It does not take a Nostradamus to foretell that the future IT landscape of this enterprise will resemble a spaghetti plate. Not only will a fortune be spent to deploy IT at the corporate headquarter and business units, but a greater fortune will be spent on getting the IT infrastructure to work and subsequently maintain.
If we replace this fictitious enterprise with India, the corporate functions with central government ministries and the business units with the states, the above hypothetical scenario closely resembles the Indian e-Governance program. While a National e-Governance plan (NeGP) exists in India, it appears to be high on intent and low on execution details. Consequently there is little coherence and synergy between the efforts of the central ministries and the various state governments. Each central ministry and state government is free to decide the velocity and content of its e-Governance initiatives. There is no single agency responsible and accountable for ensuring e-Governance implementation in India in a timely and efficient manner.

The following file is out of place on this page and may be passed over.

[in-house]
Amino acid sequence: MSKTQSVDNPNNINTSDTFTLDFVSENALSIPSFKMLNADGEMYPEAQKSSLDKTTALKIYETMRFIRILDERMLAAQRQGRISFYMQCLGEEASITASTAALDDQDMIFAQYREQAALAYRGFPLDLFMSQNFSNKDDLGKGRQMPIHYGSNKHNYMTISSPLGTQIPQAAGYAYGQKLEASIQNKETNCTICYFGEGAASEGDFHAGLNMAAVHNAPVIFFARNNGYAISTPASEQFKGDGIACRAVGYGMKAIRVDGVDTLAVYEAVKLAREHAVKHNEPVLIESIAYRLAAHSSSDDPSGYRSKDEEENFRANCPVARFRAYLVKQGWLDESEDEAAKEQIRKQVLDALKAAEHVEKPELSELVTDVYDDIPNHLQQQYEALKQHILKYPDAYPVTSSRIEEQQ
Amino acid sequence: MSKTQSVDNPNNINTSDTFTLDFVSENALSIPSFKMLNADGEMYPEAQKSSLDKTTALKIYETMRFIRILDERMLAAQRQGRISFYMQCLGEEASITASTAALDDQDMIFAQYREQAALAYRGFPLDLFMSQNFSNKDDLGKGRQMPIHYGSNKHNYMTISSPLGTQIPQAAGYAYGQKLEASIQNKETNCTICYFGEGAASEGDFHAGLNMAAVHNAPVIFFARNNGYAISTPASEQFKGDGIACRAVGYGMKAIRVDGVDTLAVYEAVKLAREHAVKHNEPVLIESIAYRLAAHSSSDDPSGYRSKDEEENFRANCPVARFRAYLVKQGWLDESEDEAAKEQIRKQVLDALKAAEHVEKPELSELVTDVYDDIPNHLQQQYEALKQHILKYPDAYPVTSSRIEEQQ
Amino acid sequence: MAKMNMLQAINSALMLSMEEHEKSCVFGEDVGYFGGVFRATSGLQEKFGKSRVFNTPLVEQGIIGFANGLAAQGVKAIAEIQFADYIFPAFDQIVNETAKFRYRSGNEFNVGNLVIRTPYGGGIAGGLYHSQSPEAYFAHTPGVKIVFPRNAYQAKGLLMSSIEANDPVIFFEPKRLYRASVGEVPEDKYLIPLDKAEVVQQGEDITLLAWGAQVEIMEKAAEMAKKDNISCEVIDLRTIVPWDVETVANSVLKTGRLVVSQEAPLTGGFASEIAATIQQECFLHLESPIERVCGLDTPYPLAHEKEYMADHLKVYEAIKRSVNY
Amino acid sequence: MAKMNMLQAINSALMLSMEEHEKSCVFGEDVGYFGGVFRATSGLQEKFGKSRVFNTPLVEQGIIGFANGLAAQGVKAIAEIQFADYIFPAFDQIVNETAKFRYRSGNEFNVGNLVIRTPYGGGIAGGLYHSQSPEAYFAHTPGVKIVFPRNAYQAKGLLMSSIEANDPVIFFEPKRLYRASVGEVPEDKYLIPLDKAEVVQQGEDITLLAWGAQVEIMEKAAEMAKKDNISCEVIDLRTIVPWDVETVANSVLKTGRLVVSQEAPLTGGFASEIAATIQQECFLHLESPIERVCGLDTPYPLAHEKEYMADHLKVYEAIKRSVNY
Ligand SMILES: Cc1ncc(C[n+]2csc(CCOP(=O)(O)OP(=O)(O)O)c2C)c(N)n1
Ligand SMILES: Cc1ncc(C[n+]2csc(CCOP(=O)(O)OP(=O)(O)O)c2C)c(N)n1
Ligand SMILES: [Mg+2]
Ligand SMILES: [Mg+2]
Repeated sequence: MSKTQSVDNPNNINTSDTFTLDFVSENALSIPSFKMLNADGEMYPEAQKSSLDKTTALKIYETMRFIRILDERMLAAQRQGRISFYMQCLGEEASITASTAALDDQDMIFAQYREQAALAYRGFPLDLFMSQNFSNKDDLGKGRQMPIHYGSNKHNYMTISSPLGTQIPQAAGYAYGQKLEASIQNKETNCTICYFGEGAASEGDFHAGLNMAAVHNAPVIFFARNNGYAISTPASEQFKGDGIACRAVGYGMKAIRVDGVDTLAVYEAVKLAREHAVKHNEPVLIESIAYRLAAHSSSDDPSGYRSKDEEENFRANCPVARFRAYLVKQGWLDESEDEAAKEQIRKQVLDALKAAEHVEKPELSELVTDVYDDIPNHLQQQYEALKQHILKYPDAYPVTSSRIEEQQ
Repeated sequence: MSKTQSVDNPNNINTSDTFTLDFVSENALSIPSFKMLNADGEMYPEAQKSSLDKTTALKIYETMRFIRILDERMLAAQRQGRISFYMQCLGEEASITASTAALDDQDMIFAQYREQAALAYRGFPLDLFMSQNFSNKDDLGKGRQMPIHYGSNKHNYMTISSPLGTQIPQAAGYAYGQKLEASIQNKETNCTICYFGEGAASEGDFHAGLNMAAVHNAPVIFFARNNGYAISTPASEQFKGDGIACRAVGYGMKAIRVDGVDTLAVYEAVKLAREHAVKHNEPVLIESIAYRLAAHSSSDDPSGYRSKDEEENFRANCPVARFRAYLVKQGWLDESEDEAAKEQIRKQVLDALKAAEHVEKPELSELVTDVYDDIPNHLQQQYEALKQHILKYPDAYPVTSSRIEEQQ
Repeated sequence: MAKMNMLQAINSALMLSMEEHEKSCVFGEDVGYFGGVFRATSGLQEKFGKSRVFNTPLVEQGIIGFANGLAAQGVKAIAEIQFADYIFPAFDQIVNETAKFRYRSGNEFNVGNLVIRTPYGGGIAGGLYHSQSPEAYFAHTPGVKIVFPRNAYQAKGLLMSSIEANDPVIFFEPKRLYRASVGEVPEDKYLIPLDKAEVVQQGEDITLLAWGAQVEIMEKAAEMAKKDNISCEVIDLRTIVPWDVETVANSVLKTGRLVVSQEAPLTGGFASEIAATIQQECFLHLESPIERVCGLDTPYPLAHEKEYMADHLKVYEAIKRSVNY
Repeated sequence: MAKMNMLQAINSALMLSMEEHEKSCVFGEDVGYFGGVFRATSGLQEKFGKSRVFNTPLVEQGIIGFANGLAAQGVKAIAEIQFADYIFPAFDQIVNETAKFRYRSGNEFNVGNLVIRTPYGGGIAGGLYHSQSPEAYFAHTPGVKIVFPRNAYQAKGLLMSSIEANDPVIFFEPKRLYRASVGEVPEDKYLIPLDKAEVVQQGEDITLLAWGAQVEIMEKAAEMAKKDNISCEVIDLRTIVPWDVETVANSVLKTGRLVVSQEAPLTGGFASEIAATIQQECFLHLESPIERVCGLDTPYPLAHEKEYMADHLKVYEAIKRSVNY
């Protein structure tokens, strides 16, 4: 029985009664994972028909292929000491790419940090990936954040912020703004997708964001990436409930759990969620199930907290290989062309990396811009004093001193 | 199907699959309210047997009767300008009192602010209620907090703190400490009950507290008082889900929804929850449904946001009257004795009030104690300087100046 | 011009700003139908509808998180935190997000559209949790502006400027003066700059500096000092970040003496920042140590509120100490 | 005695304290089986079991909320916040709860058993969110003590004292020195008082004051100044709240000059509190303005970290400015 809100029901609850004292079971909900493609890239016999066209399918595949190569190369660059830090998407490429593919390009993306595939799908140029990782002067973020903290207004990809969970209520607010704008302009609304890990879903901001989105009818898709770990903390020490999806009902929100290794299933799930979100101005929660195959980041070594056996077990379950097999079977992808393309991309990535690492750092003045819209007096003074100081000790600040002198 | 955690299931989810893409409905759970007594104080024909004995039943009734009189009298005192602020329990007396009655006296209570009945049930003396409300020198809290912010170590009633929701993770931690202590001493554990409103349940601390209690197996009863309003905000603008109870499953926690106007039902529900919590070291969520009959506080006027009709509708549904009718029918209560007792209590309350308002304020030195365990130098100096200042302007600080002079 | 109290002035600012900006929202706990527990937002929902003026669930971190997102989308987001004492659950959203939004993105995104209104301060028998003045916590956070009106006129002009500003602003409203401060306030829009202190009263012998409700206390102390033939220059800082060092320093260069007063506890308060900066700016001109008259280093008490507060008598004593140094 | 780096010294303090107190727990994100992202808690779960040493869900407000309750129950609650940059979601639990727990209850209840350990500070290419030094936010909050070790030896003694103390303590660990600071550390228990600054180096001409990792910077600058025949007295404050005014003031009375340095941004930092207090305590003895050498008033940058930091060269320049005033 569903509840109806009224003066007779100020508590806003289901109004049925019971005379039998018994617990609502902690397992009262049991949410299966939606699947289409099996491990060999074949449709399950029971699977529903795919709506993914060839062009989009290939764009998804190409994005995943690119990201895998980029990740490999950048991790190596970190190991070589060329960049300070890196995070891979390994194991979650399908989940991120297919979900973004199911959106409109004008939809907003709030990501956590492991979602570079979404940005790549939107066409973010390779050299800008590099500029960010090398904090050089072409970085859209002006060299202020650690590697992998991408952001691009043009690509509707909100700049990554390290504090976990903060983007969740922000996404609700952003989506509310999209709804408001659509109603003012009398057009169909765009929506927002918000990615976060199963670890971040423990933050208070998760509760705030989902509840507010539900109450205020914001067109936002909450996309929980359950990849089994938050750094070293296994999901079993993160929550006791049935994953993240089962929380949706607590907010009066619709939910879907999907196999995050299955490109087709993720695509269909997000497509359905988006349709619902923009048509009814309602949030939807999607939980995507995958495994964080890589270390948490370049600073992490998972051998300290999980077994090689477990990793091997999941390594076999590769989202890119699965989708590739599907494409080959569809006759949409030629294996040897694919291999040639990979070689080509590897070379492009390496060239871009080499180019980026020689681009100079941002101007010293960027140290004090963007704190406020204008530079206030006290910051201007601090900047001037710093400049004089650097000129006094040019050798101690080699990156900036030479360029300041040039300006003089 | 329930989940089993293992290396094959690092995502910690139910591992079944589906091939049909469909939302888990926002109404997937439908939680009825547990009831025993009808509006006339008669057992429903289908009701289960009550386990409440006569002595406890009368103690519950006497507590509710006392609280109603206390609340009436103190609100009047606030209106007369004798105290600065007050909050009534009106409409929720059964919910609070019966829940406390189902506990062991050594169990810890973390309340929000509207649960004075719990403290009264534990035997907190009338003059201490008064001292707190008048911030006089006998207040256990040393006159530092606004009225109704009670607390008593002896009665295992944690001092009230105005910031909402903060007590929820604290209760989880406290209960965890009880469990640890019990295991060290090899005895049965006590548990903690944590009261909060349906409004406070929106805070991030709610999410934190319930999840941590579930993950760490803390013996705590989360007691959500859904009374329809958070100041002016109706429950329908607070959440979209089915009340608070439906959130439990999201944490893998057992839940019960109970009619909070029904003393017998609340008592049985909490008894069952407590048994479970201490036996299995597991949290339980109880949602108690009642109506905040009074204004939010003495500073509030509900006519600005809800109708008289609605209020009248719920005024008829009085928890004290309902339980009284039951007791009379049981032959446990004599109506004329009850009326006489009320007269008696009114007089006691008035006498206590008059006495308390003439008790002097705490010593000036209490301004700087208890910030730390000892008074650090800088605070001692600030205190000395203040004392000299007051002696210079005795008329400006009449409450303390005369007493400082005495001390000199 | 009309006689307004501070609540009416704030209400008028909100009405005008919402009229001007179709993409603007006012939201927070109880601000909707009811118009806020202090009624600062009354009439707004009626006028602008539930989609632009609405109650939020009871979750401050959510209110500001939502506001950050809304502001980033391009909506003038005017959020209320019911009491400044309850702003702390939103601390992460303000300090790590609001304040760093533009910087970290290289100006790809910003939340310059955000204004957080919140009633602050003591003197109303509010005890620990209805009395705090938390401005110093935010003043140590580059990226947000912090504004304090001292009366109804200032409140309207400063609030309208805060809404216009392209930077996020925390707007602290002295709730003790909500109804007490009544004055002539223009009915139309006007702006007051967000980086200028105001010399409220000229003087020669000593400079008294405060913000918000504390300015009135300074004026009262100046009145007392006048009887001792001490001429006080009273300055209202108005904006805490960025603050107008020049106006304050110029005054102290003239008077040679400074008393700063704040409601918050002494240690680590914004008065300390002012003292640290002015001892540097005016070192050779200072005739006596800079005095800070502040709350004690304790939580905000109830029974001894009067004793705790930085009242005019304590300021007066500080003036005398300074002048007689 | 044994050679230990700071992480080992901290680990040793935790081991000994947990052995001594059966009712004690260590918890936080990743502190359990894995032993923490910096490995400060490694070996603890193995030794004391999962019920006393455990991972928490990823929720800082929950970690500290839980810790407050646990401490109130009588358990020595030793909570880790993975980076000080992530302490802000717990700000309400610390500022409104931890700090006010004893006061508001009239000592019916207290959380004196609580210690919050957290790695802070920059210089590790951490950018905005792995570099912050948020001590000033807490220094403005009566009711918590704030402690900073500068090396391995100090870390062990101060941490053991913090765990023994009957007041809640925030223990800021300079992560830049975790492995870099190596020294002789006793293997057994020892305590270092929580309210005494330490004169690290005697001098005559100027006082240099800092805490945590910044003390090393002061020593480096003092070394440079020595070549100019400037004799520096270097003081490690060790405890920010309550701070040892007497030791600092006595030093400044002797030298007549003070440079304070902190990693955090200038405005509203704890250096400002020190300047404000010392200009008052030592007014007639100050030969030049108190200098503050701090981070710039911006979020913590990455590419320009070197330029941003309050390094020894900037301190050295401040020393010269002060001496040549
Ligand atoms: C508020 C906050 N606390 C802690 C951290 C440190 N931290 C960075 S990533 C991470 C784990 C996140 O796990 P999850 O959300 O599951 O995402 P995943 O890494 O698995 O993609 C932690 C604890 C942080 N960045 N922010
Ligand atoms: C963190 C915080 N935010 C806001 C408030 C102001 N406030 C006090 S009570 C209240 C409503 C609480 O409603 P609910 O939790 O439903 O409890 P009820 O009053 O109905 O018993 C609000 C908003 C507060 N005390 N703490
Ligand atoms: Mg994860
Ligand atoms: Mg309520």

Given that the Indian taxpayer is paying for the e-Governance investments and the gargantuan size of the planned e-Governance investments (over INR 260mn), it is imperative that the current approach to implement e-Governance in India undergoes a thorough and holistic review.
Revitalizing the Indian e-Governance program